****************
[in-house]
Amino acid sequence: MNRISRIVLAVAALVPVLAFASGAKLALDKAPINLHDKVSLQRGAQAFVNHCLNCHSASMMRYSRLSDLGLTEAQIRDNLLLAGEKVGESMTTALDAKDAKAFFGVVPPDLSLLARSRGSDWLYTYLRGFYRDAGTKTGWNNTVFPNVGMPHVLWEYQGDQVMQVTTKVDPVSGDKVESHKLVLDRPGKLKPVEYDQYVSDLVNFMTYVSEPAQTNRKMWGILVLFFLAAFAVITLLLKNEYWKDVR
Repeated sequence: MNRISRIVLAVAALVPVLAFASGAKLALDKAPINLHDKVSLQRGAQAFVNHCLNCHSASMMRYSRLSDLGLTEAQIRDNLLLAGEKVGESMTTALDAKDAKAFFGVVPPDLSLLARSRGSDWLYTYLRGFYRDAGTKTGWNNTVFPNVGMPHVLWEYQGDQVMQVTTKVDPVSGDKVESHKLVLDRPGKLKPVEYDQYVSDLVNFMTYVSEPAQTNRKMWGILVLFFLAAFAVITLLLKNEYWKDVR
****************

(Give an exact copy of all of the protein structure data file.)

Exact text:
[in-house]
Amino acid sequence: MNRISRIVLAVAALVPVLAFASGAKLALDKAPINLHDKVSLQRGAQAFVNHCLNCHSASMMRYSRLSDLGLTEAQIRDNLLLAGEKVGESMTTALDAKDAKAFFGVVPPDLSLLARSRGSDWLYTYLRGFYRDAGTKTGWNNTVFPNVGMPHVLWEYQGDQVMQVTTKVDPVSGDKVESHKLVLDRPGKLKPVEYDQYVSDLVNFMTYVSEPAQTNRKMWGILVLFFLAAFAVITLLLKNEYWKDVR
Repeated sequence: MNRISRIVLAVAALVPVLAFASGAKLALDKAPINLHDKVSLQRGAQAFVNHCLNCHSASMMRYSRLSDLGLTEAQIRDNLLLAGEKVGESMTTALDAKDAKAFFGVVPPDLSLLARSRGSDWLYTYLRGFYRDAGTKTGWNNTVFPNVGMPHVLWEYQGDQVMQVTTKVDPVSGDKVESHKLVLDRPGKLKPVEYDQYVSDLVNFMTYVSEPAQTNRKMWGILVLFFLAAFAVITLLLKNEYWKDVR